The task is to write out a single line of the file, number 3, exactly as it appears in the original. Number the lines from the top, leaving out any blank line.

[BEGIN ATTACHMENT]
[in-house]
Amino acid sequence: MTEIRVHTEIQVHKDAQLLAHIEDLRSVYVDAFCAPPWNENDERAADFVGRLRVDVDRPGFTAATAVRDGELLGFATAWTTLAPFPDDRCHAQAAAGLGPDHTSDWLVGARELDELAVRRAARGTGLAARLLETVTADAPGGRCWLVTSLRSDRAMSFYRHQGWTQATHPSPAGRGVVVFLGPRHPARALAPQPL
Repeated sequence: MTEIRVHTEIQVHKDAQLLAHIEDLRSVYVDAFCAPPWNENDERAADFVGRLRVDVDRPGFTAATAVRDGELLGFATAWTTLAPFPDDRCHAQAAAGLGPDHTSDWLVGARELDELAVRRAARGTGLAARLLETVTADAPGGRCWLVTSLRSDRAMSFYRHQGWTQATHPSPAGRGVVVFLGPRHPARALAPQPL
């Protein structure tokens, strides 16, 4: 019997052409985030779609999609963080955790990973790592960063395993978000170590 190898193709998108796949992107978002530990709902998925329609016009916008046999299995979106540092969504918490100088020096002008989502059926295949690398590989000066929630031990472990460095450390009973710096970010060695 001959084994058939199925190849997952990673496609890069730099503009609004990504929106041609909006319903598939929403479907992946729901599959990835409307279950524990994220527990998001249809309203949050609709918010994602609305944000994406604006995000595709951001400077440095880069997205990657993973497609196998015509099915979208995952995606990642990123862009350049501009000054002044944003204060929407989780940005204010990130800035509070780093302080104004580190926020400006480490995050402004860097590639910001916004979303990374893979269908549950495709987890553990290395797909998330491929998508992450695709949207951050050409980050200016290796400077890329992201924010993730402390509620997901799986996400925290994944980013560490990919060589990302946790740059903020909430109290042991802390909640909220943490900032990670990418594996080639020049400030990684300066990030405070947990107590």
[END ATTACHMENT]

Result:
Repeated sequence: MTEIRVHTEIQVHKDAQLLAHIEDLRSVYVDAFCAPPWNENDERAADFVGRLRVDVDRPGFTAATAVRDGELLGFATAWTTLAPFPDDRCHAQAAAGLGPDHTSDWLVGARELDELAVRRAARGTGLAARLLETVTADAPGGRCWLVTSLRSDRAMSFYRHQGWTQATHPSPAGRGVVVFLGPRHPARALAPQPL